Event Title

Livestock Grazing: An Environmentaly Friendly and Economical Solution to Maintaining Fire Breaks

Presenter Information

Matt Palmer
Eric Thacker

Location

USU Eccles Conference Center

Event Website

http://www.restoringthewest.org/

Abstract

Government Agencies for decades have utilized state and federal funds to clear trees and brush around homes and recreational property to reduce the risk of wildfire damage. In Utah many fire breaks in gamble oak dominated sites are difficult to maintain due to rough terrain, resprouting gamble oak and the increased production of fine fuels following brush removal. These sites also tend to fill in and become thicker than pretreatment conditions leaving the area more vulnerable to fire than before. Some fuel break maintenance options include herbicides and or mechanical brush removal. Both of these methods require investments of time and money to maintain. These methods use large quantities of fossil fuel and or pesticides that can be expensive and harmful to the environment. The financial burden can become difficult for landowners when 30 public funding sources dry up. Livestock grazing is a method capable of maintaining fuel breaks. With some initial investments in fencing and livestock watering points, land owners can receive income from livestock grazing fees instead of the burdensome annual fuel break maintenance expenses. Our project demonstrates the potential effectiveness of grazing as an economically and ecologically sustainable option to maintain fuel breaks in oak woodlands.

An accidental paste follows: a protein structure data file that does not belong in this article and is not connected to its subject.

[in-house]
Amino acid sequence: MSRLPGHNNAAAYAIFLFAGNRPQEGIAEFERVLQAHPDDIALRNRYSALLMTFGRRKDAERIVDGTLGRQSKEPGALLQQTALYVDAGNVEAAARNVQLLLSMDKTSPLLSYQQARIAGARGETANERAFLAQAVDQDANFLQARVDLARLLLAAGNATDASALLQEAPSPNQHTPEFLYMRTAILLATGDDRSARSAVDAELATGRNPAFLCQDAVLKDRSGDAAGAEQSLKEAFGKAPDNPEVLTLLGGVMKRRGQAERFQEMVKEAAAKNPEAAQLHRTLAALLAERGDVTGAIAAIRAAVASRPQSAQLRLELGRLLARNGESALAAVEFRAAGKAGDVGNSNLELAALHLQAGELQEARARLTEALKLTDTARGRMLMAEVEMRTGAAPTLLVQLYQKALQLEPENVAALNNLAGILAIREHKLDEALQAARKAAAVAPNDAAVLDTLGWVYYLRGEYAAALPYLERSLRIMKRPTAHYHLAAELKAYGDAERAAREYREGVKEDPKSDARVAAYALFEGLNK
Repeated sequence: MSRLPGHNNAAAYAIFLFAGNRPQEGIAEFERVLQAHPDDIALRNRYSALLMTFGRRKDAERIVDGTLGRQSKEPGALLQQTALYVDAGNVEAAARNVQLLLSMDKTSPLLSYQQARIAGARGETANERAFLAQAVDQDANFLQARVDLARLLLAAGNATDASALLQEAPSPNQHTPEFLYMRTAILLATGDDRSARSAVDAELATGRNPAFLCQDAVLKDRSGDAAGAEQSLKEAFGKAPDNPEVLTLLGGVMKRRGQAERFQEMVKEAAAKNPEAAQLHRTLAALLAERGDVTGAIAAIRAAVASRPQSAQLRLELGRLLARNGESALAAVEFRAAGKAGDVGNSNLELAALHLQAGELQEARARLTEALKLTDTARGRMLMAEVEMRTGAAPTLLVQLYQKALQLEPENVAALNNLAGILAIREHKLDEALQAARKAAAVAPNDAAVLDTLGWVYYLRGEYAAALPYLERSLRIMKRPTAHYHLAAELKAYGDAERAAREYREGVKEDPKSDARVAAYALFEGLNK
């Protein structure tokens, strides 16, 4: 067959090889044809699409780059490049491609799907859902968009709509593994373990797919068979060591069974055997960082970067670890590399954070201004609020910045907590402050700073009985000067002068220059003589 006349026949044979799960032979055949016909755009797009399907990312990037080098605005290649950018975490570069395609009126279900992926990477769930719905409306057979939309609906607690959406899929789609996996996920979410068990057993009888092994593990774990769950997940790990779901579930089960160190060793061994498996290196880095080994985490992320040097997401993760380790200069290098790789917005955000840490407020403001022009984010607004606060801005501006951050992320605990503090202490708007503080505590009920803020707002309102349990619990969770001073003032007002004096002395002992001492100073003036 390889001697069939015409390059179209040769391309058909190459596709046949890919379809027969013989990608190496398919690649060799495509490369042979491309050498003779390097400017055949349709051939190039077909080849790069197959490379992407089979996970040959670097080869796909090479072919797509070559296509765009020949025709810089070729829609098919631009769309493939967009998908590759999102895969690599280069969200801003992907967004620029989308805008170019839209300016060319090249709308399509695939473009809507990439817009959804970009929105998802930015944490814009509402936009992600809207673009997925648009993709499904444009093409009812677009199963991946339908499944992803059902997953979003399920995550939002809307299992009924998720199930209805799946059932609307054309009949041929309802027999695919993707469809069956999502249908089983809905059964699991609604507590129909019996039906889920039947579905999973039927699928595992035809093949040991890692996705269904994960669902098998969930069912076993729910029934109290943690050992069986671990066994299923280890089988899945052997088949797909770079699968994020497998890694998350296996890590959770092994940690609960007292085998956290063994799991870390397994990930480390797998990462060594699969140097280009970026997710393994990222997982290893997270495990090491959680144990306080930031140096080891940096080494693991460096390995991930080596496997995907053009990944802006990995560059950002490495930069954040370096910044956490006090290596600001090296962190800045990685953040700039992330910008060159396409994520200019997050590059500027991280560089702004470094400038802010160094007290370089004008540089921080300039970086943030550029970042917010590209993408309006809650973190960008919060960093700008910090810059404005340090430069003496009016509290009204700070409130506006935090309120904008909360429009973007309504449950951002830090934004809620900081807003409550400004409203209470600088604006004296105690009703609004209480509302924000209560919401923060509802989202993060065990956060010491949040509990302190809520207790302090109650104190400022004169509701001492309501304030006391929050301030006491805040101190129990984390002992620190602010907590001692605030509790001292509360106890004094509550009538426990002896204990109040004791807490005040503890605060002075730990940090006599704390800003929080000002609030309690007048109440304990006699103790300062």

Comments

Matt Palmer is the County Director/Extension Associate, Utah State University Cooperative Extension, Sanpete, Utah

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Oct 29th, 11:30 AM Oct 29th, 12:00 PM

Livestock Grazing: An Environmentaly Friendly and Economical Solution to Maintaining Fire Breaks

USU Eccles Conference Center

Government Agencies for decades have utilized state and federal funds to clear trees and brush around homes and recreational property to reduce the risk of wildfire damage. In Utah many fire breaks in gamble oak dominated sites are difficult to maintain due to rough terrain, resprouting gamble oak and the increased production of fine fuels following brush removal. These sites also tend to fill in and become thicker than pretreatment conditions leaving the area more vulnerable to fire than before. Some fuel break maintenance options include herbicides and or mechanical brush removal. Both of these methods require investments of time and money to maintain. These methods use large quantities of fossil fuel and or pesticides that can be expensive and harmful to the environment. The financial burden can become difficult for landowners when 30 public funding sources dry up. Livestock grazing is a method capable of maintaining fuel breaks. With some initial investments in fencing and livestock watering points, land owners can receive income from livestock grazing fees instead of the burdensome annual fuel break maintenance expenses. Our project demonstrates the potential effectiveness of grazing as an economically and ecologically sustainable option to maintain fuel breaks in oak woodlands.

https://digitalcommons.usu.edu/rtw/2015/Posters/6